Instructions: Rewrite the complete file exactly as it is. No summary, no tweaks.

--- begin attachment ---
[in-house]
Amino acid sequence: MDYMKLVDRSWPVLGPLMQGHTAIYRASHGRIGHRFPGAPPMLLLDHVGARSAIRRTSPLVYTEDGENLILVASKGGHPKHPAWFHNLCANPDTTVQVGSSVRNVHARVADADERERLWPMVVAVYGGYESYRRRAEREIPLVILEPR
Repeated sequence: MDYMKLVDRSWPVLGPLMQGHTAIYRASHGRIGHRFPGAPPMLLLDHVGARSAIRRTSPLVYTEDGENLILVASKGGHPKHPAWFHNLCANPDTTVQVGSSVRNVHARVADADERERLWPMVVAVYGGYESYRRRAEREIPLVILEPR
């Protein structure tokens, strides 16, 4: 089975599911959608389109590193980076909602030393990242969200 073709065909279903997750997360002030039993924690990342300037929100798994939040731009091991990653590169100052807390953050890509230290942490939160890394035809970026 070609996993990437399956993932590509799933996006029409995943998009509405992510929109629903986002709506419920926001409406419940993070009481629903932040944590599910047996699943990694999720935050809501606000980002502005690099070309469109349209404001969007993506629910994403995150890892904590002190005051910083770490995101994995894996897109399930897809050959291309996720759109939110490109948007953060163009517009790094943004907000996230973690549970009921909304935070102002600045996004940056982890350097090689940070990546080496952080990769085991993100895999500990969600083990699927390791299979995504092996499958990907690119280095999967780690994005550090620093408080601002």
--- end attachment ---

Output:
[in-house]
Amino acid sequence: MDYMKLVDRSWPVLGPLMQGHTAIYRASHGRIGHRFPGAPPMLLLDHVGARSAIRRTSPLVYTEDGENLILVASKGGHPKHPAWFHNLCANPDTTVQVGSSVRNVHARVADADERERLWPMVVAVYGGYESYRRRAEREIPLVILEPR
Repeated sequence: MDYMKLVDRSWPVLGPLMQGHTAIYRASHGRIGHRFPGAPPMLLLDHVGARSAIRRTSPLVYTEDGENLILVASKGGHPKHPAWFHNLCANPDTTVQVGSSVRNVHARVADADERERLWPMVVAVYGGYESYRRRAEREIPLVILEPR
């Protein structure tokens, strides 16, 4: 089975599911959608389109590193980076909602030393990242969200 073709065909279903997750997360002030039993924690990342300037929100798994939040731009091991990653590169100052807390953050890509230290942490939160890394035809970026 070609996993990437399956993932590509799933996006029409995943998009509405992510929109629903986002709506419920926001409406419940993070009481629903932040944590599910047996699943990694999720935050809501606000980002502005690099070309469109349209404001969007993506629910994403995150890892904590002190005051910083770490995101994995894996897109399930897809050959291309996720759109939110490109948007953060163009517009790094943004907000996230973690549970009921909304935070102002600045996004940056982890350097090689940070990546080496952080990769085991993100895999500990969600083990699927390791299979995504092996499958990907690119280095999967780690994005550090620093408080601002």